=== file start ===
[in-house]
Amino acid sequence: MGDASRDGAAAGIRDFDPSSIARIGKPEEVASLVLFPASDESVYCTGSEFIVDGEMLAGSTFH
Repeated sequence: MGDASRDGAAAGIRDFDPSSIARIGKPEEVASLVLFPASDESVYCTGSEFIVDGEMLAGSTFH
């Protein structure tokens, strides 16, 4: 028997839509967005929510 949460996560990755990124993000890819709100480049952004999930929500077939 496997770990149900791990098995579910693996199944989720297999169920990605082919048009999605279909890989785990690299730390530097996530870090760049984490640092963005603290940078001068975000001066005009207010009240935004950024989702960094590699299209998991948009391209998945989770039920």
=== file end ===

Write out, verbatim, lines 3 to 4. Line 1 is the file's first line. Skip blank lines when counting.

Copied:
Repeated sequence: MGDASRDGAAAGIRDFDPSSIARIGKPEEVASLVLFPASDESVYCTGSEFIVDGEMLAGSTFH
């Protein structure tokens, strides 16, 4: 028997839509967005929510 949460996560990755990124993000890819709100480049952004999930929500077939 496997770990149900791990098995579910693996199944989720297999169920990605082919048009999605279909890989785990690299730390530097996530870090760049984490640092963005603290940078001068975000001066005009207010009240935004950024989702960094590699299209998991948009391209998945989770039920």